Following a summer-long extensive restoration of the historic Astoria Column, the monument is now open to visitors. The scaffolding and fencing have been removed, and visitors can once again climb to the top and glimpse the unparalleled view.
That’s how the Astoria Budget captured Electus Litchfield’s reaction when he visited the proposed monument site in 1925. It is his architectural brilliance that would help raise a 125-foot column from the ground at that location the following year.
Standing above the city–600 feet above sea level to be exact–the Astoria Column unleashes an unrivaled view of Young’s Bay, the Coast Range, the mighty Columbia River, and in the distance—the Pacific Ocean. Its light shines each night as a silent testament to the pride, fortitude, and resolve of the people who settled the Pacific Northwest, and to those who live here today.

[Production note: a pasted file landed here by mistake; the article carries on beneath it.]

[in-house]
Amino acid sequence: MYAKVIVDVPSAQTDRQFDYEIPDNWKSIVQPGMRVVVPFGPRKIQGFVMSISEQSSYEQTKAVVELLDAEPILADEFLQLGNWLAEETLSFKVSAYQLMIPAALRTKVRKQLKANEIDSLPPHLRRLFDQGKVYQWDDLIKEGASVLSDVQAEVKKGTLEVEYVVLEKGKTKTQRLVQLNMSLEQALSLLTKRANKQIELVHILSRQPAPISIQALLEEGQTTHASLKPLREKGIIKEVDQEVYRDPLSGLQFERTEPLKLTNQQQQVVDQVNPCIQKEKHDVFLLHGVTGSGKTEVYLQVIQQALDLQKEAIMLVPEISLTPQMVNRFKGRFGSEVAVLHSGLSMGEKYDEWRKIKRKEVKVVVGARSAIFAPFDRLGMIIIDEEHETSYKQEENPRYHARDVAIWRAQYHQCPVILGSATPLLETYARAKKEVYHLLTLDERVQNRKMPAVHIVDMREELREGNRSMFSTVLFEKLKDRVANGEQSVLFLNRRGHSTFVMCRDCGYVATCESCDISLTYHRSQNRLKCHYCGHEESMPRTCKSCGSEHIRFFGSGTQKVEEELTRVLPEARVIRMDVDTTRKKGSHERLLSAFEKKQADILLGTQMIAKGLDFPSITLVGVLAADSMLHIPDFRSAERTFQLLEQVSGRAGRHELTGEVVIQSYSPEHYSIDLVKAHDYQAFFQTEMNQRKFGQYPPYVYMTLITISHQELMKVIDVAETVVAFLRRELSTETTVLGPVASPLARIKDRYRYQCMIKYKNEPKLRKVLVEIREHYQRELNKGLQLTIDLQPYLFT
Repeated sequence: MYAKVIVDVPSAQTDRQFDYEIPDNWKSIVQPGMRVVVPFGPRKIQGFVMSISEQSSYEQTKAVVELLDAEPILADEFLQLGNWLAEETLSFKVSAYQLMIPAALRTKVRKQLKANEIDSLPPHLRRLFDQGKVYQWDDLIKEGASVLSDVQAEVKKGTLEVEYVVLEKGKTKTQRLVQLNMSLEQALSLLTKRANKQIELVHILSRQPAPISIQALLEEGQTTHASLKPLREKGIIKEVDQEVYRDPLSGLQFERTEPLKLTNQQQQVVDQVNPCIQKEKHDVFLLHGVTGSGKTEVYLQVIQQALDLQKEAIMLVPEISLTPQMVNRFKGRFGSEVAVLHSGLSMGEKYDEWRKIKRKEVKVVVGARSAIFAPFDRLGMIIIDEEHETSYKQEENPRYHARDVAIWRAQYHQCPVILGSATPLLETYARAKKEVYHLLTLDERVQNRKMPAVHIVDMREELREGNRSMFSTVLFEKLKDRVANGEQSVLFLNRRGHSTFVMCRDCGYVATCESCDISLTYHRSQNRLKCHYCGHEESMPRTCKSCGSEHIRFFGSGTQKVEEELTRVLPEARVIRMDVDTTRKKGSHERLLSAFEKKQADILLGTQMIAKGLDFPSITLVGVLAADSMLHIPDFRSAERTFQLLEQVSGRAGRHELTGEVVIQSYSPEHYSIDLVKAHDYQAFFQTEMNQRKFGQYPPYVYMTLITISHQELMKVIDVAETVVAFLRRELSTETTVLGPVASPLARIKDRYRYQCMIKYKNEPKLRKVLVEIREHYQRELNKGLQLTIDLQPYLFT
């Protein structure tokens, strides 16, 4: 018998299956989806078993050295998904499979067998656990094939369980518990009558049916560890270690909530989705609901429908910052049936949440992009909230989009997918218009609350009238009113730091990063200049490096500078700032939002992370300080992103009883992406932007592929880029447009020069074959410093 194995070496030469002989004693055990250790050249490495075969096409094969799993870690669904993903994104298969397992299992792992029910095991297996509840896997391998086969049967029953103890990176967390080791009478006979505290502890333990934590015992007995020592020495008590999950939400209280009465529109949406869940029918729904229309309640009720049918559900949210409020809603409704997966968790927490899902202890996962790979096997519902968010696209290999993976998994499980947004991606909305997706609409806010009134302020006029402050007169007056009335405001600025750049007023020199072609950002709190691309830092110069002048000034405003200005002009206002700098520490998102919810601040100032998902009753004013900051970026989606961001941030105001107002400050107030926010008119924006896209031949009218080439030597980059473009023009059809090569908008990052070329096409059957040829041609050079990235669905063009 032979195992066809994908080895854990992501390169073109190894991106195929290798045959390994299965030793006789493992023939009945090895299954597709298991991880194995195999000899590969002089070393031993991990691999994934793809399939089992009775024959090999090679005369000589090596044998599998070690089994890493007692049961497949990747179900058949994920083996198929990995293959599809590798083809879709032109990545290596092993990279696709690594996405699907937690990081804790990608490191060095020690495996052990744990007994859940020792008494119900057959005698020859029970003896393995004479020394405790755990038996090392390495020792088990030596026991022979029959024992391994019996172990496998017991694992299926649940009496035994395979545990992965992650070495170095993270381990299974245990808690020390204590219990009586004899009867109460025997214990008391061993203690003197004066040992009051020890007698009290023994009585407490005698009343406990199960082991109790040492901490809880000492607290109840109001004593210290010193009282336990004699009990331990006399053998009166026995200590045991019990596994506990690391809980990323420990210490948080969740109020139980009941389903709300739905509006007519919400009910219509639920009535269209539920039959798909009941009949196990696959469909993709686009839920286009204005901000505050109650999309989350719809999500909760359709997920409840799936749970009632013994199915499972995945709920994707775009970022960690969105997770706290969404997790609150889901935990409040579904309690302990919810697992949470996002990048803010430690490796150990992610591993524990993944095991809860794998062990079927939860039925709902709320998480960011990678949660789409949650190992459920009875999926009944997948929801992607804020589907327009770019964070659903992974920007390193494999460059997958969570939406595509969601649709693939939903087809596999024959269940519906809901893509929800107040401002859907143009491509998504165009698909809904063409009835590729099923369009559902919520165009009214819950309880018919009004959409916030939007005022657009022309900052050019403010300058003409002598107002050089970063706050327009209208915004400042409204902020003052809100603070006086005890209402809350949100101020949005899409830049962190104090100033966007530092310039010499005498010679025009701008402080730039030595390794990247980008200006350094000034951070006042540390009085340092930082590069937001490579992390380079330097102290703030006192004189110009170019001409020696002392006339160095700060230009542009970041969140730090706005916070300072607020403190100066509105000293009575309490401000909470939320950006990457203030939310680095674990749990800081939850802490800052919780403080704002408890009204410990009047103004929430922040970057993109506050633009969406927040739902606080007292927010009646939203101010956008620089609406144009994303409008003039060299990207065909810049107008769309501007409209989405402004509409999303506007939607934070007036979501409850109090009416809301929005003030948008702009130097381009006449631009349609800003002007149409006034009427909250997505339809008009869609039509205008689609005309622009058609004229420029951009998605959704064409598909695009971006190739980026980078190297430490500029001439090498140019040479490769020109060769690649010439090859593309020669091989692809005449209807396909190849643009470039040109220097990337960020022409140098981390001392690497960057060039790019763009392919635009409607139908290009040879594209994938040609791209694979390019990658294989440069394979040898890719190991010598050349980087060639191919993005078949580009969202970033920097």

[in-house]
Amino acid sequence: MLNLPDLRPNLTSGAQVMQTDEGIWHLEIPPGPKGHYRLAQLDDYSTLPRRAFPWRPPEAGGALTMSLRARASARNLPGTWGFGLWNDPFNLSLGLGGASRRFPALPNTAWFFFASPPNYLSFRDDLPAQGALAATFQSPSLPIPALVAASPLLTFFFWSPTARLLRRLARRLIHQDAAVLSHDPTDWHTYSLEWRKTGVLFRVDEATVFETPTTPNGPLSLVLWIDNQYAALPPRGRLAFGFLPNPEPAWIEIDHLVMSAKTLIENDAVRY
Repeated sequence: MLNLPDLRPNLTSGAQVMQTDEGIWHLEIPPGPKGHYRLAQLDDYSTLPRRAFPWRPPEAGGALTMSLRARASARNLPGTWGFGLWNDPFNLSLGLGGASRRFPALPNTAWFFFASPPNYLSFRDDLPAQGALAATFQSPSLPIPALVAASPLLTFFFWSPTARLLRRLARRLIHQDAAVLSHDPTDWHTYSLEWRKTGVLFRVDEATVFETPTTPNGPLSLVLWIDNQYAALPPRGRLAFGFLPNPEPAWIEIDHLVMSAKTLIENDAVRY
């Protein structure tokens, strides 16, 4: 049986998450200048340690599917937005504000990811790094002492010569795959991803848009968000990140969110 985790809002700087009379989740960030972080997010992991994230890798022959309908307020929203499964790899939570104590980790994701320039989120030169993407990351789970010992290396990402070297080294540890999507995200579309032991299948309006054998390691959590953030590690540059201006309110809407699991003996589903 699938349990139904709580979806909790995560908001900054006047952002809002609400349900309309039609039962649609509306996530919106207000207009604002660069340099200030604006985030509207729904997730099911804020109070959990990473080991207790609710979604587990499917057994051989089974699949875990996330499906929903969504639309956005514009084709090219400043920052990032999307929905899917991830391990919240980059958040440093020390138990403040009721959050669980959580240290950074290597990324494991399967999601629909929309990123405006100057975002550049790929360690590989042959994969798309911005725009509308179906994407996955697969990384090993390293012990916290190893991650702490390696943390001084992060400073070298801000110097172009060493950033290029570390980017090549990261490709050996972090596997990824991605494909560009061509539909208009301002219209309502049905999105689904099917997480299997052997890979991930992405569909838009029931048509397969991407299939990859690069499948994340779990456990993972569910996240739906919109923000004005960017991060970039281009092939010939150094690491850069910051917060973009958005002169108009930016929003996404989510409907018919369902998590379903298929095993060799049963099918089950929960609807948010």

While the city of Astoria is home to approximately 10,000 people, it’s estimated that 400,000 more visit the Astoria Column each year. The Column is among the most visited parks in the state of Oregon, and is one of the city’s greatest attractions.
Modeled after the Trajan Column in Rome, the Astoria Column features a hand-painted spiral frieze that would stretch more than 500 feet if unwound. The monument was dedicated in 1926, and has since undergone several restorations.